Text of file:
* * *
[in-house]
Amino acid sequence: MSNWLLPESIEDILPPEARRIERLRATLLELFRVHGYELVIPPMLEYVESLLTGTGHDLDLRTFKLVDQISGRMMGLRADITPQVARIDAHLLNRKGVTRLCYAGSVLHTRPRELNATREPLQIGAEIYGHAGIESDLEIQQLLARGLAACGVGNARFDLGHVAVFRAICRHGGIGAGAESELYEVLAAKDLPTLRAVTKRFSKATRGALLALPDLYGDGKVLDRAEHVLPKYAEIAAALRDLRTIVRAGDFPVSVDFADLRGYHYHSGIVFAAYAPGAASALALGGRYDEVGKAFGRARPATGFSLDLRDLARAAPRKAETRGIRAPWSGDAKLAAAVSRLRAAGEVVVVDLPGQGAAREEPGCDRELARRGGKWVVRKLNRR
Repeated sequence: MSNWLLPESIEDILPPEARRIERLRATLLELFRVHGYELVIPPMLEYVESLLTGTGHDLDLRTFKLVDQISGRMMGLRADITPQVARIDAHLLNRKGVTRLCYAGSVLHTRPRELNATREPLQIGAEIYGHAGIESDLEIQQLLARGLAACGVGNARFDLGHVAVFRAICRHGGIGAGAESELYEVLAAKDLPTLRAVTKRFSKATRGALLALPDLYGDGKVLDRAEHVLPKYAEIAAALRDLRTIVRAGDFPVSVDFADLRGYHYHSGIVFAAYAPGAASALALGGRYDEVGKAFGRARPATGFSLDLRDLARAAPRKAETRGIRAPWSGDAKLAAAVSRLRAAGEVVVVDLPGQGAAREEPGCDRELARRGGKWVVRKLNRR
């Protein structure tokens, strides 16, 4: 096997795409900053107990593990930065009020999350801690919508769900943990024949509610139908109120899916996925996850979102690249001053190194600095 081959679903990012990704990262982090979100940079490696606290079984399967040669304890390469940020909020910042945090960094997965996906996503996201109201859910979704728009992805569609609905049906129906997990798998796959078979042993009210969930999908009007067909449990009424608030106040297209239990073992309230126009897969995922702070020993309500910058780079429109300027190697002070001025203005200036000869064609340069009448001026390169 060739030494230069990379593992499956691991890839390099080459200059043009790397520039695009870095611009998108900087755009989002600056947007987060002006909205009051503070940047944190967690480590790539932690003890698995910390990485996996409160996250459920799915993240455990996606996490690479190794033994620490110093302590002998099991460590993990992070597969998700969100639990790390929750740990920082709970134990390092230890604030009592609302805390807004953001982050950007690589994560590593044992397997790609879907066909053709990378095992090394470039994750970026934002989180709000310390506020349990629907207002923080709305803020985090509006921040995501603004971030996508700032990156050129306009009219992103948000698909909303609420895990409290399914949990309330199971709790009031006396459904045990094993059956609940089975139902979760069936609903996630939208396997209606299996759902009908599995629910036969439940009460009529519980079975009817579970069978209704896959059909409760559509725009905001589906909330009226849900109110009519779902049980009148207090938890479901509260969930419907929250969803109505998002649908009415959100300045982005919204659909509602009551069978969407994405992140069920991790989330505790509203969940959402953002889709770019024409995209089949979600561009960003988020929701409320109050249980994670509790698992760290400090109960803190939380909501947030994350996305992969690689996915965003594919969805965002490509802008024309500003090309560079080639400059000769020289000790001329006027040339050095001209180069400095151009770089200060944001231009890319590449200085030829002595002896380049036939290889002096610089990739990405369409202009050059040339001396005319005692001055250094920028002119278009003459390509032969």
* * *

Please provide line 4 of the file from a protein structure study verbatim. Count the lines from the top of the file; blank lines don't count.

């Protein structure tokens, strides 16, 4: 096997795409900053107990593990930065009020999350801690919508769900943990024949509610139908109120899916996925996850979102690249001053190194600095 081959679903990012990704990262982090979100940079490696606290079984399967040669304890390469940020909020910042945090960094997965996906996503996201109201859910979704728009992805569609609905049906129906997990798998796959078979042993009210969930999908009007067909449990009424608030106040297209239990073992309230126009897969995922702070020993309500910058780079429109300027190697002070001025203005200036000869064609340069009448001026390169 060739030494230069990379593992499956691991890839390099080459200059043009790397520039695009870095611009998108900087755009989002600056947007987060002006909205009051503070940047944190967690480590790539932690003890698995910390990485996996409160996250459920799915993240455990996606996490690479190794033994620490110093302590002998099991460590993990992070597969998700969100639990790390929750740990920082709970134990390092230890604030009592609302805390807004953001982050950007690589994560590593044992397997790609879907066909053709990378095992090394470039994750970026934002989180709000310390506020349990629907207002923080709305803020985090509006921040995501603004971030996508700032990156050129306009009219992103948000698909909303609420895990409290399914949990309330199971709790009031006396459904045990094993059956609940089975139902979760069936609903996630939208396997209606299996759902009908599995629910036969439940009460009529519980079975009817579970069978209704896959059909409760559509725009905001589906909330009226849900109110009519779902049980009148207090938890479901509260969930419907929250969803109505998002649908009415959100300045982005919204659909509602009551069978969407994405992140069920991790989330505790509203969940959402953002889709770019024409995209089949979600561009960003988020929701409320109050249980994670509790698992760290400090109960803190939380909501947030994350996305992969690689996915965003594919969805965002490509802008024309500003090309560079080639400059000769020289000790001329006027040339050095001209180069400095151009770089200060944001231009890319590449200085030829002595002896380049036939290889002096610089990739990405369409202009050059040339001396005319005692001055250094920028002119278009003459390509032969």